The healing power of bush honey

Life sounds pretty sweet in WA’s pristine Kimberley when you’re producing beautiful rawbush honey. Given the region has no industry or other pollutants, the bees thrive among the watermelon plantations, Grevilleas and Melaleuca.

This Indigenous owned family business has been awarded a grant as part of the Coles Nurture Fund. And they have some exciting ideas about how to spend it.

David Appleby of Walaja Raw Bush Honey explains that ‘Walaja’ is the Indigenous word for honey and the bees just love this part of the country. The Melaleuca, or Paperbark, trees flower for half the year and feed the company’s famous medically active, bright golden honey.

It’s aromatic and certainly the most nutritious place for the bees. It produces the best honey.”

David Appleby has found a passion for producing honey.

From pearl diver to beekeeper

David certainly knows his stuff but incredibly, he’s only been producing honey for less than a decade. His previous career was commercial pearl diving and it wasn’t until he failed his most recent medical exam, that he had to start again.

There are parallels believe it or not. Even though one’s under water and the other is land-based, your powers of observation have to be sharp.”

“It’s all to do with the seasons and the changes that come with that. What you notice with pearl diving is, you have to have a sharp eye to pick up the pearl oysters. Indeed, you have to have a sharp eye to see what’s going on in the bee hive.”

David says it has been a steep learning curve but he’s now up to 400 bee colonies and is building on that.

The snakes in beekeeping

So, as a relatively inexperienced beekeeper in a region where honey production is in its early stages, there’s been a lot to learn. However, the benefits are many. The west Kimberley is disease free and there’s no pollution associated with industry. It makes the conditions ideal for honey production.

“I’ve made mistakes but I learn from them by talking to experienced people.

It’s a bit like Snakes & Ladders!”

“You climb the ladder and every now and then you hit a snake. You’ve got to learn from that and keep going. I have a resilience and a determination to keep going.”

Medicine trees

Conditions in that part of Western Australia are ideal for about eight months of the year. “It’s a beekeepers paradise. There are flowers everywhere. It lends itself to prosperous beekeeping,” David shares.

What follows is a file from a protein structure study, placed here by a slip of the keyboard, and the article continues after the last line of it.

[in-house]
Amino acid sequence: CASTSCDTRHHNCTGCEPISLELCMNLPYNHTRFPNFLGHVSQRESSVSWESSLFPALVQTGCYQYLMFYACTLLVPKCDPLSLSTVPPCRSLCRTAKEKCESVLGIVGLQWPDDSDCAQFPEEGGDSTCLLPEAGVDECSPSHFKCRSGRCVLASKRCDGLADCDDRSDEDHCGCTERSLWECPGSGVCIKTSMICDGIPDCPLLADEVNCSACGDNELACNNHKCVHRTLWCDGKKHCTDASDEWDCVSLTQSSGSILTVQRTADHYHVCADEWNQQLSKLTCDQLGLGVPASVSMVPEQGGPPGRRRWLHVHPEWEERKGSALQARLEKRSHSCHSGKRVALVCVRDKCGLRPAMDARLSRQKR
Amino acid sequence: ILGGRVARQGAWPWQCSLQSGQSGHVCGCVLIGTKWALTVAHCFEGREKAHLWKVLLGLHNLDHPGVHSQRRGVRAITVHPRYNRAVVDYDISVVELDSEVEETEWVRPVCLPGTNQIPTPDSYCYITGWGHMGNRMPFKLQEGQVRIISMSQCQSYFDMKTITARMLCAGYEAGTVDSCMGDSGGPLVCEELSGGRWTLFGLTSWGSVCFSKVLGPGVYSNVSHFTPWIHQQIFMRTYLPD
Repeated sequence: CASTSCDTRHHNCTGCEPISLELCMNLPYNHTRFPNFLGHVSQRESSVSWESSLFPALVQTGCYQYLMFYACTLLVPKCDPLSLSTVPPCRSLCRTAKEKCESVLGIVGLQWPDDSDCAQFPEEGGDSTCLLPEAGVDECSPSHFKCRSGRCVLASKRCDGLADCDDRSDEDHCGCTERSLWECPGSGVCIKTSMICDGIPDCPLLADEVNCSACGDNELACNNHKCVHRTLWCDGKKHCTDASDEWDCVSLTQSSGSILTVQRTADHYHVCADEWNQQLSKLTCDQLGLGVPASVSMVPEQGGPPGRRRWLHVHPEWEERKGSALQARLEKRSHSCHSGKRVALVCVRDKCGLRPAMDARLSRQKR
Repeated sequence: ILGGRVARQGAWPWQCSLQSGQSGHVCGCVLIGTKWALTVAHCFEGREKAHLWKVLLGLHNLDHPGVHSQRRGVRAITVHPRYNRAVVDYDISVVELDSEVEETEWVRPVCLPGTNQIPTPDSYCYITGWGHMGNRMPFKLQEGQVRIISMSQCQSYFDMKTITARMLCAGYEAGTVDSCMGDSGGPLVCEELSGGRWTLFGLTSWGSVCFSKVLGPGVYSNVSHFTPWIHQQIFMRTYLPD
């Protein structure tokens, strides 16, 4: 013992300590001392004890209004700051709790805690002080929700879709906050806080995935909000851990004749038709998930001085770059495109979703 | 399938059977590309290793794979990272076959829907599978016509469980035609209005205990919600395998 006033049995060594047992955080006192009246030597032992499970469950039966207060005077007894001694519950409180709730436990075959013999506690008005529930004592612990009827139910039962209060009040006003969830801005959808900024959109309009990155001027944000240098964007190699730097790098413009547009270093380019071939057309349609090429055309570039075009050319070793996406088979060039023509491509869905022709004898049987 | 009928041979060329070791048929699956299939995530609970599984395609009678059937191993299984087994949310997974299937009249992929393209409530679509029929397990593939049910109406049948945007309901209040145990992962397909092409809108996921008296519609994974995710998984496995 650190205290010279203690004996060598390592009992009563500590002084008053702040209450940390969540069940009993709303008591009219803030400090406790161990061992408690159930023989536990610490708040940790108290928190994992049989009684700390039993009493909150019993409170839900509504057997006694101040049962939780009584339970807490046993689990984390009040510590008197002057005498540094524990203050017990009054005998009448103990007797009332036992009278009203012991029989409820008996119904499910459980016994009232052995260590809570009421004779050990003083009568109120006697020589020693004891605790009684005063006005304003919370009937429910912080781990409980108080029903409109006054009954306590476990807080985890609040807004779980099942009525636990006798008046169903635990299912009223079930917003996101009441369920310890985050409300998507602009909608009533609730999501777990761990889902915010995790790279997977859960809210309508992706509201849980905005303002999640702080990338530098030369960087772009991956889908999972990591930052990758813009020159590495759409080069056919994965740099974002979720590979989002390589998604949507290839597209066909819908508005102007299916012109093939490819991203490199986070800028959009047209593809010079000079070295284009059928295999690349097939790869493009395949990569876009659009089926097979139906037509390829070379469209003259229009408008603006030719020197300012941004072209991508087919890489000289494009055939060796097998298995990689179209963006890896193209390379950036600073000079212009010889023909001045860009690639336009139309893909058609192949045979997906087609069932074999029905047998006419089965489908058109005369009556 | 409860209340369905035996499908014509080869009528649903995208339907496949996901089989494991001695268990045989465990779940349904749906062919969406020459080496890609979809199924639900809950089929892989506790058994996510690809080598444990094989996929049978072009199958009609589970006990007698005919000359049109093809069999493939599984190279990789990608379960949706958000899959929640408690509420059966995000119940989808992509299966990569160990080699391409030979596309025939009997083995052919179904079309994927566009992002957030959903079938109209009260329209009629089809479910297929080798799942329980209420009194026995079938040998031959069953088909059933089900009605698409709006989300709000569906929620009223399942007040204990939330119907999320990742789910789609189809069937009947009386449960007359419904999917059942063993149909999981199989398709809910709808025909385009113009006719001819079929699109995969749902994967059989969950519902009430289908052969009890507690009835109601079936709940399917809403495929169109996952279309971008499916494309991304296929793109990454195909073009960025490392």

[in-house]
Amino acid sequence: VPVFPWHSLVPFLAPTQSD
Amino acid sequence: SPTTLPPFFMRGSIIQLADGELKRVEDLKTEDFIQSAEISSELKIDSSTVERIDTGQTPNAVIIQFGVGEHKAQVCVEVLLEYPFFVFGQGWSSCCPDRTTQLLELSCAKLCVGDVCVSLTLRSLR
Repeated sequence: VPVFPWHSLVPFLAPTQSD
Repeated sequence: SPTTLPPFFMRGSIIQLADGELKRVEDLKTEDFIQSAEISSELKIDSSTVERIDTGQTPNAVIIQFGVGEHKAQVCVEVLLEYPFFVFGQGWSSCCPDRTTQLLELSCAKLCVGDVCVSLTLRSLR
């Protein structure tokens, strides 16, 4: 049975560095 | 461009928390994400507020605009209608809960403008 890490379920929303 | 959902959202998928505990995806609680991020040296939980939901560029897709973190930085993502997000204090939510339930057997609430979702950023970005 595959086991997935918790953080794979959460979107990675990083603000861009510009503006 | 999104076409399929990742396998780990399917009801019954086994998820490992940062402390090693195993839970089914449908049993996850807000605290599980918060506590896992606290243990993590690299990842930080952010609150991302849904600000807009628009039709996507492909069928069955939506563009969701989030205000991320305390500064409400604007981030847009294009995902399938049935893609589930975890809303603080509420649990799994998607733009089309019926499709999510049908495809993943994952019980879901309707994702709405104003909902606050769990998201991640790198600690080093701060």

The challenge comes during the four months over the wet season where the bees need to be protected and maintained.

It’s a true family business. David’s wife Diane is Indigenous and adds a lot of local knowledge about the natural environment. His son handles the mechanical side of things and his daughter helps with marketing. He shares how Diane’s family used to refer to the paperbark trees as ‘medicine trees’.

They knew through aural history that if you rubbed this nectar on your skin, it would heal any skin infections.”

“If you swallowed the nectar, it was good for any chest infections or flu or cold,” David explains. He decided to send the melaleuca honey off for testing to see if he could substantiate the legend.

“We found that the Aboriginal people were right. The scientists who examined it, noted the lovely bright golden colour, the aromatics and the TA (Total Activity) or natural antibiotic properties was 26.6. That puts it up there with the top honeys in the state,” he shares.

David says he still get excited to go to work every day and the $330,000 grant from Coles will help him to expand his knowledge and explore the therapeutic side of honey with a medicinal grade melaleuca honey.

The future sure is looking sweet.

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Angie Asimus

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